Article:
Outdoor articles about black bears, hunting reports and other Minnesota and US field sports.
The story turns to Asia, where Minnesota deer hides are in high demand.
Photo: BRIDGET BENNETT • email@example.com
North Star Fur and Trading in Marine on St. Croix deals with a fluctuating fur market, but not when it comes to deerskins.
Minnesota deer hunters — well, the successful ones — are grass-roots suppliers to a multibillion-dollar, global industry.
Most never think about it, but long after the last venison steak from the 2014 season has been taken off the grill, the animal’s hide lives on in the vast fur- and leather-apparel producer’s network. Buyers, traders, sellers, salters, shippers, tanners, trimmers, clothing and accessory manufacturers, wholesalers and retailers all depend on the flow of deerskins. That flow begins with the pull of a trigger or the release of an arrow.
North Star Fur and Trading of Marine on St. Croix is part of the fur-and-leather industry. “Deer hides are the bread and butter of our company,” said Jon-Paul Rosenwald who, with his father, Jim, operate the fur trading company. “Most years, we will grade, buy and sell 30,000 to 40,000 whitetail deer hides.”
Although North Star also buys many other fur-bearing animal pelts, its leading commodity is deerskins by far. “The mink, raccoon, beaver and coyote market swings like the stock market, up wildly one year and down the next,” Rosenwald said. “Because of the natural beauty, durability and softness of deerskin, that market is always good.”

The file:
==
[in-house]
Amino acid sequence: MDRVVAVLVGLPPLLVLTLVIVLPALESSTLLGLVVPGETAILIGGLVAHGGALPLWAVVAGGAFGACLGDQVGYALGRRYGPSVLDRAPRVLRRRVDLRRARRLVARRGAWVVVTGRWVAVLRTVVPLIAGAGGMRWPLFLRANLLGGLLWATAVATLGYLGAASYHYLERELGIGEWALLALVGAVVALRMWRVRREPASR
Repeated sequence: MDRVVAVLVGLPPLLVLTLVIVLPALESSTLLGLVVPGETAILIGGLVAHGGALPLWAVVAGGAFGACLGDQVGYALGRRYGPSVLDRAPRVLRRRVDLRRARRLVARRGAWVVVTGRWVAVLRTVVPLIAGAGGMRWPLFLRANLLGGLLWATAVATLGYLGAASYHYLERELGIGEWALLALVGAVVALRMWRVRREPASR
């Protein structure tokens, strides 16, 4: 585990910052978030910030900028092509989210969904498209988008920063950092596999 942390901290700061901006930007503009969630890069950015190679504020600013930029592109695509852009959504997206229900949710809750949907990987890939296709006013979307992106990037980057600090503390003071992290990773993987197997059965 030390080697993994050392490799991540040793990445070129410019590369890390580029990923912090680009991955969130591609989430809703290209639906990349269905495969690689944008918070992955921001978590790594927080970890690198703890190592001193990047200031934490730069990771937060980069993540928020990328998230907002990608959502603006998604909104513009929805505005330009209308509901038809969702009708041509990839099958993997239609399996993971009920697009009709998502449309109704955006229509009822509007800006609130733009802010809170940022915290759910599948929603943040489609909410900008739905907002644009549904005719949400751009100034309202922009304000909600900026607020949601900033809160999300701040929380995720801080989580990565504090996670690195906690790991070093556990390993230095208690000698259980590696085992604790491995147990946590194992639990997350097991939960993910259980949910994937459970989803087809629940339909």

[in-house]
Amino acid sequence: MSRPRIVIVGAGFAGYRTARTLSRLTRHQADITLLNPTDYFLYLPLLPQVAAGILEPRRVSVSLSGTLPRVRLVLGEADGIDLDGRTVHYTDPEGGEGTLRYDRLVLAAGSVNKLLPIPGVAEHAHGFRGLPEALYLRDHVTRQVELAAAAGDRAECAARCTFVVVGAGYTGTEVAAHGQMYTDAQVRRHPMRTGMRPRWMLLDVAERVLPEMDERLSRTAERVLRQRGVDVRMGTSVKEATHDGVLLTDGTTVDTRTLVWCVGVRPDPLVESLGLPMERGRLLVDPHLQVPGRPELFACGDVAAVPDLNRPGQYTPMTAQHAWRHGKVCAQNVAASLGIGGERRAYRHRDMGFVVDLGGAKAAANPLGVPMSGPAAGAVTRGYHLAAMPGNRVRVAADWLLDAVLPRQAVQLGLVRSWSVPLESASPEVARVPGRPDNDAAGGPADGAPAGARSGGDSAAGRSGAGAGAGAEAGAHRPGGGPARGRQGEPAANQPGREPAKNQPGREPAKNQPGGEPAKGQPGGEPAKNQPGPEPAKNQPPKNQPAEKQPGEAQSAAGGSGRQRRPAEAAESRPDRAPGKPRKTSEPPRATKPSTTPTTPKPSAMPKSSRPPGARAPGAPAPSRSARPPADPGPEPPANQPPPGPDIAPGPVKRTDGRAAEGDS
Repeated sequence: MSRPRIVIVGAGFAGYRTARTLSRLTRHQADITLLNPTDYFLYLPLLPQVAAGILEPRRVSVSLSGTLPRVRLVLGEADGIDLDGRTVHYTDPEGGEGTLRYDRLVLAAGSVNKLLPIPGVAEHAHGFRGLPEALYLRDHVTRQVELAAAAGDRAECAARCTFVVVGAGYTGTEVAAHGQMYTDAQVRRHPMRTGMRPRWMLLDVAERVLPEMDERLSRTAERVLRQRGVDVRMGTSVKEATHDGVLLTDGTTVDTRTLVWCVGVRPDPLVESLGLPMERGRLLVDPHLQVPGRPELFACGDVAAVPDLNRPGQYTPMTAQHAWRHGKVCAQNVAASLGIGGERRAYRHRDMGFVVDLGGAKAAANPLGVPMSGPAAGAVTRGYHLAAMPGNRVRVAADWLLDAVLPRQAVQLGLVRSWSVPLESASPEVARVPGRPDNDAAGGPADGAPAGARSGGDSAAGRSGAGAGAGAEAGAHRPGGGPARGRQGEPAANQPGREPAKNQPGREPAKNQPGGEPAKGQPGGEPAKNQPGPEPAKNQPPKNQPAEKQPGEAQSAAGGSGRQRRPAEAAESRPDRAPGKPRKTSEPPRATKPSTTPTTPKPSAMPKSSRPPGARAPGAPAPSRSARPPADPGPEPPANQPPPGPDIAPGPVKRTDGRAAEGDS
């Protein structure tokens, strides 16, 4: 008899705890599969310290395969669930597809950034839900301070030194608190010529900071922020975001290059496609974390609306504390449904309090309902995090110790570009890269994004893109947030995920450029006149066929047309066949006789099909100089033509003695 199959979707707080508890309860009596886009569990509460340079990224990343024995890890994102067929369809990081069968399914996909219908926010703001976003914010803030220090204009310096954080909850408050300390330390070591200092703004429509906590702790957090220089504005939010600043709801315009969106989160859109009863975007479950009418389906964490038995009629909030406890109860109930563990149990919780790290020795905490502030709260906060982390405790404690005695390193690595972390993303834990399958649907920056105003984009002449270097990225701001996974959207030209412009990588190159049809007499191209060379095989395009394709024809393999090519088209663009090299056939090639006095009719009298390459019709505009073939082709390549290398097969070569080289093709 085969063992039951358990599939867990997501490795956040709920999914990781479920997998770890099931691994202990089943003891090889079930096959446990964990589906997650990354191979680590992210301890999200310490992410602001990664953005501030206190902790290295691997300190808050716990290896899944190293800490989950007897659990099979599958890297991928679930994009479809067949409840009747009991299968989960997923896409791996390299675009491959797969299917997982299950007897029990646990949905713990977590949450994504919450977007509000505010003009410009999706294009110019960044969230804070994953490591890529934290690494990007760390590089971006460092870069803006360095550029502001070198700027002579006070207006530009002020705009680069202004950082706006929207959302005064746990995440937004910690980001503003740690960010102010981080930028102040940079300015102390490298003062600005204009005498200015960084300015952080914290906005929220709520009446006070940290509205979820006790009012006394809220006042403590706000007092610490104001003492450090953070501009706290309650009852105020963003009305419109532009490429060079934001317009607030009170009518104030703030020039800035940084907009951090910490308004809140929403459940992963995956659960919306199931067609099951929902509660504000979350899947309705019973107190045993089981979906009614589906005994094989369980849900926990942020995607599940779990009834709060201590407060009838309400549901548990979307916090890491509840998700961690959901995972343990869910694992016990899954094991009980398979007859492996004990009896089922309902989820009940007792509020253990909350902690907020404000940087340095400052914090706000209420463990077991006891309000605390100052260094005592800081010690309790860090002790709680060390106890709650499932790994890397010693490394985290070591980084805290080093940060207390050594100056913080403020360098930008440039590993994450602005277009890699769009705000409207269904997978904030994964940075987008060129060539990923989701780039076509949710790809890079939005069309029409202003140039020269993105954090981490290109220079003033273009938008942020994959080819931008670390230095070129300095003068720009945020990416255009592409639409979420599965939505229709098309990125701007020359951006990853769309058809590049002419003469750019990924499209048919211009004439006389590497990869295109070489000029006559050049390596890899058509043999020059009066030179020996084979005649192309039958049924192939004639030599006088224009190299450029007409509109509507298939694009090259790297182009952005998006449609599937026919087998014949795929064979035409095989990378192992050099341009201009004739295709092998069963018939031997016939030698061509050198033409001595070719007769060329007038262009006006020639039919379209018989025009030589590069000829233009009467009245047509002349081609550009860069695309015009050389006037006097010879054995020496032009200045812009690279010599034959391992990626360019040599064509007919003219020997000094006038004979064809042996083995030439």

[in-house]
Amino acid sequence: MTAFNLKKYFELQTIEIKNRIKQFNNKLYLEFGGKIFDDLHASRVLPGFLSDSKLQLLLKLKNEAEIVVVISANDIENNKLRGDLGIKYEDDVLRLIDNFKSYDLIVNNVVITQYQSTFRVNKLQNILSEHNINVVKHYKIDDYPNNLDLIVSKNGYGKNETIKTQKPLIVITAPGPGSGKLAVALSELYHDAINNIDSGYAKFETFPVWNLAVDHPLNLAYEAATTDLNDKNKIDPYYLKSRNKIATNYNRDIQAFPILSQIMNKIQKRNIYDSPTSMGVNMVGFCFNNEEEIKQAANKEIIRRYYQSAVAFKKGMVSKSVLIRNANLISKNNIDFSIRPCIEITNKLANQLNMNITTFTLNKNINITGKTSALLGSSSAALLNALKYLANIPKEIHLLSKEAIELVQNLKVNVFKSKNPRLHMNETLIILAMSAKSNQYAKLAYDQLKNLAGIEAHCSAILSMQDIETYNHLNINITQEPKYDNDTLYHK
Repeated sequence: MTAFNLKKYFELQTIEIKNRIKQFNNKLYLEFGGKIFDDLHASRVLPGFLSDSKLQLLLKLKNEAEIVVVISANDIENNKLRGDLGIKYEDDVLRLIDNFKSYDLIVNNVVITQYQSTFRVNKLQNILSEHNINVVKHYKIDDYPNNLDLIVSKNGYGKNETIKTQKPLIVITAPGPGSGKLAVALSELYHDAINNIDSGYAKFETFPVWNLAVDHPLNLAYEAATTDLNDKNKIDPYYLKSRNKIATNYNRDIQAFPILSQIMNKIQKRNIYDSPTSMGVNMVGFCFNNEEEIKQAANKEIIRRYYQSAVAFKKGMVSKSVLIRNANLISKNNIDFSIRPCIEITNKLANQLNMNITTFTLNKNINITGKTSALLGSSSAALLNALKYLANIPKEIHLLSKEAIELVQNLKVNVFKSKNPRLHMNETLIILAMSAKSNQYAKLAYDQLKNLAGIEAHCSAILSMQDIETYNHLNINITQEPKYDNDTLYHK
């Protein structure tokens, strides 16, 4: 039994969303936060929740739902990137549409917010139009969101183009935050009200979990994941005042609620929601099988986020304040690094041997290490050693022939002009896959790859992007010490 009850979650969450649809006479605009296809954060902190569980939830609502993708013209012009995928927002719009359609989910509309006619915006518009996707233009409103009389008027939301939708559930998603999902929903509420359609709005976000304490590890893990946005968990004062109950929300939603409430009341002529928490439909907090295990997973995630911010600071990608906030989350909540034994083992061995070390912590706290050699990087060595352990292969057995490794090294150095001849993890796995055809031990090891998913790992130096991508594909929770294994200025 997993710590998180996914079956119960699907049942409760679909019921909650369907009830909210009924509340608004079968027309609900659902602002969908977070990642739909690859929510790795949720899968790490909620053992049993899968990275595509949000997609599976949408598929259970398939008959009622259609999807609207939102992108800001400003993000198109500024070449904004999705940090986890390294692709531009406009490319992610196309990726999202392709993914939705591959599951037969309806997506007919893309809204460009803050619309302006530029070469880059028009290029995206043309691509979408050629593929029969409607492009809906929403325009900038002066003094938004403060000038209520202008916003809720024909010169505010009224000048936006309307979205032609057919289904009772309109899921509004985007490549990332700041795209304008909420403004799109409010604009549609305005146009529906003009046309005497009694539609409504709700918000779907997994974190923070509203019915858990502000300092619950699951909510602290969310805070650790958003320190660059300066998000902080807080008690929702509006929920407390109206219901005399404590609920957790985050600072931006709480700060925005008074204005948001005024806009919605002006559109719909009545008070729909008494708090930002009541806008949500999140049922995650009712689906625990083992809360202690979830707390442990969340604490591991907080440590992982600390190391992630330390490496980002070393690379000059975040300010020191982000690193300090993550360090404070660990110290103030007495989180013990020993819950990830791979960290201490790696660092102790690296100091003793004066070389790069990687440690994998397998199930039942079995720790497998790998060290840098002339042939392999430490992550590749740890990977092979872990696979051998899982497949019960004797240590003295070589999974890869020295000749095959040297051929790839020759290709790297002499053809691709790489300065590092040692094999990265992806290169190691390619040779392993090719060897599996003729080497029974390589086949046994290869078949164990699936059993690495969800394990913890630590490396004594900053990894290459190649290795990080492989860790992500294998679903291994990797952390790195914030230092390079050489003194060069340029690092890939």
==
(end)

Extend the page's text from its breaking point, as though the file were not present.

Rosenwald and his father, who founded the company in 1974, buy deerskins directly from hunters, venison processors or organizations like Hides for Habitat that act as collection points.
Hides for Habitat, a program of the Minnesota Deer Hunters Association, tallied more than 21,000 hides in 2013.
That added nearly $200,000 to its whitetail habitat improvement projects. North Star typically pays $5 for a yearling and up to $15 for a large, unblemished hide.
“Deerskins from the northern tier of states are highly prized in the industry because they are thicker and heavier,” Rosenwald said. “Michigan deer hides top Minnesota’s because they have fewer ticks and barbed-wire fences to damage the skins.”
From North Star’s fur-grading barn, located north of Stillwater, the hides are sent during the season to a nearby company in Wisconsin for salting. Salt prevents spoilage during the long trip ahead. As many as 4,000 hides are packed into 40-foot-long metal shipping containers and sent by rail to Seattle. From there they are loaded onto ships destined for China.